Financials should be on investors’ agenda because of the Crapo Act and President Donald Trump’s strategy to win the 2020 election.
In the final article in WP’s series with Karl Cheong, head of ETFs at First Trust Portfolios, he explained why the banks represent value – and why the deregulation trend is set to continue as Trump attempts to stimulate the economy and stock market.
As well as his views on why the bond market has it wrong for 2019 and why healthcare is a must for investors, Cheong is similarly bullish on the factors at play that give financials such a good runway as we kick off the new year.
He said the fact financials have sold off so dramatically because of the flattening yield curve creates a buying opportunity.
“For Trump to win [the 2020 election] he is not going to win on his personality; he is going to win on the economy and stock market, and because of this he needs the banks to lend.
“So investors will have a big tailwind over time when he is president because of a piece of legislation called the Crapo Act.”
Signed in by Trump, and sponsored by Republican Idaho senator Mike Crapo in March last year, the Bill rewrote parts of the 2010 Dodd-Frank Act, the financial regulation overhaul that was a response to the 2008 financial crisis. It adjusted the size, from $50 billion to $250 billion, at which banks are subject to certain regulatory scrutiny and exempt small banks from some requirements for loans, mortgages and trading.
Crapo’s involvement stemmed from a number of farmers in his district being unable to get loans for equipment because of the restrictions that deemed larger banks “too big to fail”.
Cheong said: “[The Crapo Act] has freed up a good portion of the banks in order to create economic activity. Some of these banks are big compared to Canada's but in the US they are midcap - here they’d be the size of RBC.
“These banks have received consolidation in this space because of the regulatory purse strings [being loosened]. This is a trend you are going to keep seeing.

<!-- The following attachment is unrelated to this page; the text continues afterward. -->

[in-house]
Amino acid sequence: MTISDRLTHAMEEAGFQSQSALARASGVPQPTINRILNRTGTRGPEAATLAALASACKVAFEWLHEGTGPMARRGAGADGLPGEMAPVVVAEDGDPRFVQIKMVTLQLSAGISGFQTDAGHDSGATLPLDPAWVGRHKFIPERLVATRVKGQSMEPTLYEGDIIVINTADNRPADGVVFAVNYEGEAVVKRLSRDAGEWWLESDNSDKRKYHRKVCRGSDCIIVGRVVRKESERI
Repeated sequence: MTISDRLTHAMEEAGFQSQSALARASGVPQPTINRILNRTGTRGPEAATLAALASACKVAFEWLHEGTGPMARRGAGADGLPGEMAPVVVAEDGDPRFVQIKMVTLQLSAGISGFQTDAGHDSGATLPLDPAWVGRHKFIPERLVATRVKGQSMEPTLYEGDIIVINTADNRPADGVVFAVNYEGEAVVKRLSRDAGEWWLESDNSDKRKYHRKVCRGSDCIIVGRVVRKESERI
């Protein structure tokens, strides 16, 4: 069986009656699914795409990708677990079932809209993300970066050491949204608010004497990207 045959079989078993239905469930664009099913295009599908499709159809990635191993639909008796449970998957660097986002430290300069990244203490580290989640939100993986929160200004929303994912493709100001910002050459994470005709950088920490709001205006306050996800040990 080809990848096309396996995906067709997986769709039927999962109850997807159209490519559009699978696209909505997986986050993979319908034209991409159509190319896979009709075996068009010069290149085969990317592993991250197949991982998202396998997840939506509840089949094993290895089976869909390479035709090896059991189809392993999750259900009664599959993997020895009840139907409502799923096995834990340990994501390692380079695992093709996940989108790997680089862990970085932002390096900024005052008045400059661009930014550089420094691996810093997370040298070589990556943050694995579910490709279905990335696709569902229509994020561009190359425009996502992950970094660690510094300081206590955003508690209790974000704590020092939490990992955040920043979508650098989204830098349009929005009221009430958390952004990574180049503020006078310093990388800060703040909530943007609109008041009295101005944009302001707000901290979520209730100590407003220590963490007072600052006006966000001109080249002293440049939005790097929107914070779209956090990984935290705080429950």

“Trump needs stimulative growth; he can’t have the banks horde all the cash and not stimulate the economy. He needs the stock market to do well and then wages to do well. He’s going to run on that – a strong economy and stock market.”
The divisive political strategy of Trump has often been the cause of waves through the markets – both good and bad. His corporate tax cuts boosted earnings and rewarded investors but the simmering tensions he has created with trade negotiations have caused uncertainty.
Despite the furore and headline impact, however, Cheong said investors must always focus on the fundamentals.
“With financials, because they have been sold off so much, it’s the cheapest sector in the market and its earnings growth is one of the highest. That’s where on the fundamental side we’re pounding the table because given its current valuation relative to history, some of the banks are trading so cheap it’s hard to ignore.”
Cheong also suggested that many people do not realize the control Trump has on the regulatory budget.
He said: “Trump’s agenda is interesting. He’s got levers that people don’t fully appreciate to win the 2002 election … this is what it’s all about.
“Trump has control of the regulatory budget and experts say that the regulator budget costs companies and individuals about $2 trillion – that’s a huge amount. Trump, being head of the executive office, means he has control of this budget. One way Trump will continue to stimulate is via deregulation and that is something he doesn’t necessarily need bipartisan support for.”
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